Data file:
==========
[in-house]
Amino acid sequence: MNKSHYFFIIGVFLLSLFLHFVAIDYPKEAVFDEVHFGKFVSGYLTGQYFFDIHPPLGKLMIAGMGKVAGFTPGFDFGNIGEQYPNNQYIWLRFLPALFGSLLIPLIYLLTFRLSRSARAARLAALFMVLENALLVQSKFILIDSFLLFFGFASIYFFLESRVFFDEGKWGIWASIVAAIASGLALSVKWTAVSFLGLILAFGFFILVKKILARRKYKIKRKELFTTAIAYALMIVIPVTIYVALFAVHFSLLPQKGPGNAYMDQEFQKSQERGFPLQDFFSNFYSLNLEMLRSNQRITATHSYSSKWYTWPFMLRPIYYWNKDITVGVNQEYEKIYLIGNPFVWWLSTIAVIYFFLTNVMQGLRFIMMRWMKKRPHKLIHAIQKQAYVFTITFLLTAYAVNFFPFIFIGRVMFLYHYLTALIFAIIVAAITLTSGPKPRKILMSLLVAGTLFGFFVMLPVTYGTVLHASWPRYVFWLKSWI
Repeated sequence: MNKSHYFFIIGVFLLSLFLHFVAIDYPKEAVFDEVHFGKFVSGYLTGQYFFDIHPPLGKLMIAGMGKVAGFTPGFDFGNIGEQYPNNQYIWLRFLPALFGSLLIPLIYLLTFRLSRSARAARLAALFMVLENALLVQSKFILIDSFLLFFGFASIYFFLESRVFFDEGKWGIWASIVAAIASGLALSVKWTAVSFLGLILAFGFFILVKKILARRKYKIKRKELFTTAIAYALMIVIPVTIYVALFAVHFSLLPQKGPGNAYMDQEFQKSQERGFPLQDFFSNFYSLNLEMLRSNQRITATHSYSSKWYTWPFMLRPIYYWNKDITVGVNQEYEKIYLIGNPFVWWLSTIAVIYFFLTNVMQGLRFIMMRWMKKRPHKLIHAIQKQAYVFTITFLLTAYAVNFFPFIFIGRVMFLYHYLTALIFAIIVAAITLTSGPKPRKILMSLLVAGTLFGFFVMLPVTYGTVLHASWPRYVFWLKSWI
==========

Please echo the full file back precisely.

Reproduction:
[in-house]
Amino acid sequence: MNKSHYFFIIGVFLLSLFLHFVAIDYPKEAVFDEVHFGKFVSGYLTGQYFFDIHPPLGKLMIAGMGKVAGFTPGFDFGNIGEQYPNNQYIWLRFLPALFGSLLIPLIYLLTFRLSRSARAARLAALFMVLENALLVQSKFILIDSFLLFFGFASIYFFLESRVFFDEGKWGIWASIVAAIASGLALSVKWTAVSFLGLILAFGFFILVKKILARRKYKIKRKELFTTAIAYALMIVIPVTIYVALFAVHFSLLPQKGPGNAYMDQEFQKSQERGFPLQDFFSNFYSLNLEMLRSNQRITATHSYSSKWYTWPFMLRPIYYWNKDITVGVNQEYEKIYLIGNPFVWWLSTIAVIYFFLTNVMQGLRFIMMRWMKKRPHKLIHAIQKQAYVFTITFLLTAYAVNFFPFIFIGRVMFLYHYLTALIFAIIVAAITLTSGPKPRKILMSLLVAGTLFGFFVMLPVTYGTVLHASWPRYVFWLKSWI
Repeated sequence: MNKSHYFFIIGVFLLSLFLHFVAIDYPKEAVFDEVHFGKFVSGYLTGQYFFDIHPPLGKLMIAGMGKVAGFTPGFDFGNIGEQYPNNQYIWLRFLPALFGSLLIPLIYLLTFRLSRSARAARLAALFMVLENALLVQSKFILIDSFLLFFGFASIYFFLESRVFFDEGKWGIWASIVAAIASGLALSVKWTAVSFLGLILAFGFFILVKKILARRKYKIKRKELFTTAIAYALMIVIPVTIYVALFAVHFSLLPQKGPGNAYMDQEFQKSQERGFPLQDFFSNFYSLNLEMLRSNQRITATHSYSSKWYTWPFMLRPIYYWNKDITVGVNQEYEKIYLIGNPFVWWLSTIAVIYFFLTNVMQGLRFIMMRWMKKRPHKLIHAIQKQAYVFTITFLLTAYAVNFFPFIFIGRVMFLYHYLTALIFAIIVAAITLTSGPKPRKILMSLLVAGTLFGFFVMLPVTYGTVLHASWPRYVFWLKSWI